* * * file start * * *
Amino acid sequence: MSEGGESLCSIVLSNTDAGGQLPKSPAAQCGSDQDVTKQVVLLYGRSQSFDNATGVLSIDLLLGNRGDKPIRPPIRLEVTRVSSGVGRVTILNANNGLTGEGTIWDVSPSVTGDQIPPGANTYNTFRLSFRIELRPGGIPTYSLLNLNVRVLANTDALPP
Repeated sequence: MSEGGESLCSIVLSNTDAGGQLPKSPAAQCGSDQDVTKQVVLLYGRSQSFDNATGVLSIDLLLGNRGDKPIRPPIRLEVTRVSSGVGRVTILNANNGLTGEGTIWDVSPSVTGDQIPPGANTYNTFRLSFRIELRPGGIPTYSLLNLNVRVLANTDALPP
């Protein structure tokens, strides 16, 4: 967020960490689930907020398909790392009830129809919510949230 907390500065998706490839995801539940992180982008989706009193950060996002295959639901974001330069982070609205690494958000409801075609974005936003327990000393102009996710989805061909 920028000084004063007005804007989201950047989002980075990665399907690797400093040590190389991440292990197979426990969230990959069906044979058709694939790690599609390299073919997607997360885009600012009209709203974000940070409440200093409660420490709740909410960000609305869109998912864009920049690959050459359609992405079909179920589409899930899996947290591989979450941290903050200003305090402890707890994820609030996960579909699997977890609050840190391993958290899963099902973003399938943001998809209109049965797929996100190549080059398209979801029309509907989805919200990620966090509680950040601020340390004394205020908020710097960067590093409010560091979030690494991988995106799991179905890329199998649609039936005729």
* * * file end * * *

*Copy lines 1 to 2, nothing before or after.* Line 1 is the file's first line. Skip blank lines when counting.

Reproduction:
Amino acid sequence: MSEGGESLCSIVLSNTDAGGQLPKSPAAQCGSDQDVTKQVVLLYGRSQSFDNATGVLSIDLLLGNRGDKPIRPPIRLEVTRVSSGVGRVTILNANNGLTGEGTIWDVSPSVTGDQIPPGANTYNTFRLSFRIELRPGGIPTYSLLNLNVRVLANTDALPP
Repeated sequence: MSEGGESLCSIVLSNTDAGGQLPKSPAAQCGSDQDVTKQVVLLYGRSQSFDNATGVLSIDLLLGNRGDKPIRPPIRLEVTRVSSGVGRVTILNANNGLTGEGTIWDVSPSVTGDQIPPGANTYNTFRLSFRIELRPGGIPTYSLLNLNVRVLANTDALPP